The assembled view of the bracket assembly depicted in FIG. 11 and the exploded view of the right bracket assembly in FIG. 11a provide a comprehensive layout of the bracket assemblies 14, 16, in this embodiment. FIG. 13a depicts a detail view of the inset portion 13a of FIG. 13. FIG. 14a shows a detail view of the inset portion of FIG. 14. The components are depicted in a partially exploded configuration for clarity.

FIGS. 15a-d disclose an alternate embodiment of the bracket assembly of the flat panel display mount where two sets of hinged arms 202 and 204 are utilized in place of the kickstand arrangement of the previously disclosed embodiment. The hinged arms 202 and 204 generally form a linkage between an outer bracket member 206 and a pair of side bracket members 208. These hinged arms are pivotally mounted using fasteners and washers at their pivoting ends. These hinged arms allow the bracket assembly to tilt away from the wall or mounting structure to access the back side of a mounted flat panel display and to aid in connecting wires and cables.

FIGS. 16a-f disclose an alternative embodiment of the bracket assembly of the flat panel display mount where an alternative latching arrangement is disclosed. This arrangement uses a latch 210 which is spring-biased in a single direction. This biasing occurs when the latch 210 is rotated around a latch pivot pin 212 to ride over a ridge on support plate 214 for clipping the latch in place. A urethane dowel 216 functions as a biased spring when compressed against a mounted pin 218. Using this arrangement, the latch 210 is able to open automatically when the bracket 206 is swung down against the wall during mounting and to click into a latched state.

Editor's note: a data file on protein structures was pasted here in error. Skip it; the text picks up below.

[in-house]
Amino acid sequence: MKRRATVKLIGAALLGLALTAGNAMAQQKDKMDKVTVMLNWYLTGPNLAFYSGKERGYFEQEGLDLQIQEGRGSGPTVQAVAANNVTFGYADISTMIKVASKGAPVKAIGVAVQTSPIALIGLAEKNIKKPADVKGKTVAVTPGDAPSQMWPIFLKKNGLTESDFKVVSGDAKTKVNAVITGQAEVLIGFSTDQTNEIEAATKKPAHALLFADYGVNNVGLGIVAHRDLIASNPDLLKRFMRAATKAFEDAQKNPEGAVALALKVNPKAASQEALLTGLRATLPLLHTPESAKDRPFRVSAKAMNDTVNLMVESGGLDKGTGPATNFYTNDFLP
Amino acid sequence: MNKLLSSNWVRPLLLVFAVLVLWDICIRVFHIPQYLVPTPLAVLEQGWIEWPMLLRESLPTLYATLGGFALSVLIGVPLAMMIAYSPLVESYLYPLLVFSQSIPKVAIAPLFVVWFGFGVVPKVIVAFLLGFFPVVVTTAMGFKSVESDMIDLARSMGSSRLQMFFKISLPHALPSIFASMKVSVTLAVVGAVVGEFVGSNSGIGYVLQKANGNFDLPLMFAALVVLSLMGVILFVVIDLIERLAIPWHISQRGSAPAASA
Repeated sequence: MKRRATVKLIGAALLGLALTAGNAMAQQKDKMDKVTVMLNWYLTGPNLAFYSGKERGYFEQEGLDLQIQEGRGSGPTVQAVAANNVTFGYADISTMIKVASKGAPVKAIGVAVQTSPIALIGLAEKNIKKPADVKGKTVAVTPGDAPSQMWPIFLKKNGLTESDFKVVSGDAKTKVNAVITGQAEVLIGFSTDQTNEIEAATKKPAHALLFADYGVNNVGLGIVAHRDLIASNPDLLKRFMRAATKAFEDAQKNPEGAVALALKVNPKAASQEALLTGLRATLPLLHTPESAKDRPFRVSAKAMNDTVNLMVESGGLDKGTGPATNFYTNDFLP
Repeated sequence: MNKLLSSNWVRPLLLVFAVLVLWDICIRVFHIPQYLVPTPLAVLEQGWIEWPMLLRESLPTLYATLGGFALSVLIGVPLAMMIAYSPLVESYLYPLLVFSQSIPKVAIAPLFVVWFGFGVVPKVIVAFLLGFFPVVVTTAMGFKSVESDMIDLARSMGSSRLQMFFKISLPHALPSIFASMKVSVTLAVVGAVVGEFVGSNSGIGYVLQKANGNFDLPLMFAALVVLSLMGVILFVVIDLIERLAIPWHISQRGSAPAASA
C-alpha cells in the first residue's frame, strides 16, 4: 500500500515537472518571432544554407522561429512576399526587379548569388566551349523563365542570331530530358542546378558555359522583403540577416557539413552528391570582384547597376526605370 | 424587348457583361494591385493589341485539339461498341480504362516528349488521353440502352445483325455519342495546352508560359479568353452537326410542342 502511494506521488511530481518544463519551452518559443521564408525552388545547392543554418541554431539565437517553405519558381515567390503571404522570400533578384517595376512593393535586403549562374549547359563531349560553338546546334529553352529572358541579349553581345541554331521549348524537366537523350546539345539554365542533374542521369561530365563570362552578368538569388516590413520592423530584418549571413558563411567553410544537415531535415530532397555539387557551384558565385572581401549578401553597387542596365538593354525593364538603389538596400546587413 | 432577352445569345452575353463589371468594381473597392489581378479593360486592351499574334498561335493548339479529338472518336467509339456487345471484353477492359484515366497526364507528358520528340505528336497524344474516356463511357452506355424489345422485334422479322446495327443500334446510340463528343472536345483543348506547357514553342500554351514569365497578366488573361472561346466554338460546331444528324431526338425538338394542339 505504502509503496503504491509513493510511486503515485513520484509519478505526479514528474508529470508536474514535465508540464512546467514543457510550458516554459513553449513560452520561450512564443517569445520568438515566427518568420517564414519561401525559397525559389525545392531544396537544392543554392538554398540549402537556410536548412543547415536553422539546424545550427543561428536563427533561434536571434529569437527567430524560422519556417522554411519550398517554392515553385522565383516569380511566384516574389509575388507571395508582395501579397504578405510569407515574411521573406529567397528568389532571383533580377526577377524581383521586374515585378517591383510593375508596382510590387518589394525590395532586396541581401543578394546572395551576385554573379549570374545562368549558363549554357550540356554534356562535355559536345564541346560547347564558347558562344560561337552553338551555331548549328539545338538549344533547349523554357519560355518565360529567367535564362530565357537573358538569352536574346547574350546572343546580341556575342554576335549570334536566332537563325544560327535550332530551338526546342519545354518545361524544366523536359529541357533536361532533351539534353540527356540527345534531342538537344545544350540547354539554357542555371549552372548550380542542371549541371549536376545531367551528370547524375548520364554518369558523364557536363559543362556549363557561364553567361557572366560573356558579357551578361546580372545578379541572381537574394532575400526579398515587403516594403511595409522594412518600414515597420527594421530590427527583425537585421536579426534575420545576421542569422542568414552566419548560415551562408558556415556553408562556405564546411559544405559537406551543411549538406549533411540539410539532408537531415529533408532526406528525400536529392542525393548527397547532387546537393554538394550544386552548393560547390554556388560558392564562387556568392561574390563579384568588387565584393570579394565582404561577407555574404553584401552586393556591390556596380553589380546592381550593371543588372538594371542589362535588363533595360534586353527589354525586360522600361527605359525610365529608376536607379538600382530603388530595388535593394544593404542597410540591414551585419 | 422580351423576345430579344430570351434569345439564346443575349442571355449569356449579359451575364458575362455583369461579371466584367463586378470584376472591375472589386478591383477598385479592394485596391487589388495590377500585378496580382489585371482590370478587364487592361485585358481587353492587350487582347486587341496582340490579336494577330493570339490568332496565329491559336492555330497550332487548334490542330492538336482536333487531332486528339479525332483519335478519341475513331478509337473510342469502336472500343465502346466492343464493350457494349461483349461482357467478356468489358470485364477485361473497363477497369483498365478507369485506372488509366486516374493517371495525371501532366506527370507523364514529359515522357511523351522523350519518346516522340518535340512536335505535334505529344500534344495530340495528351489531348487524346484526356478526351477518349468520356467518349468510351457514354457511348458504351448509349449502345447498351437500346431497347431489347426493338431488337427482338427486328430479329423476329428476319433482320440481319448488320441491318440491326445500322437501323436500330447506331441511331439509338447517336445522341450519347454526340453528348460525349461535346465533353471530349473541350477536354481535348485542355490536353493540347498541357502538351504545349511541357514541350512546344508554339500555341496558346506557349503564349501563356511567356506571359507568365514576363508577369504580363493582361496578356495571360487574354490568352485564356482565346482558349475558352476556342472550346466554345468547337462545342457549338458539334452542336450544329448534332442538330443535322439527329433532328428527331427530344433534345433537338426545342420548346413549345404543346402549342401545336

In FIGS. 18-23 there is depicted a further embodiment enabling a display to be mounted very close to a wall surface. As depicted in FIG. 18, mount 236 generally includes support assembly 12 and display interface brackets 238, 240. Support assembly 12 being previously described, each of display interface brackets 238, 240, as depicted in FIGS. 19-23, generally includes display interface flange 242 and hook bracket assembly 244. Display interface flange 242 has front plane 246 defining a plurality of elongate apertures 248 and round apertures 250 for receiving fasteners (not depicted) to attach display interface bracket 238, 240, to the back of a flat panel display device 45. Additionally, display interface flange 242 has attachment flange 252 extending rearwardly for attaching display interface flange 242 to hook bracket assembly 244.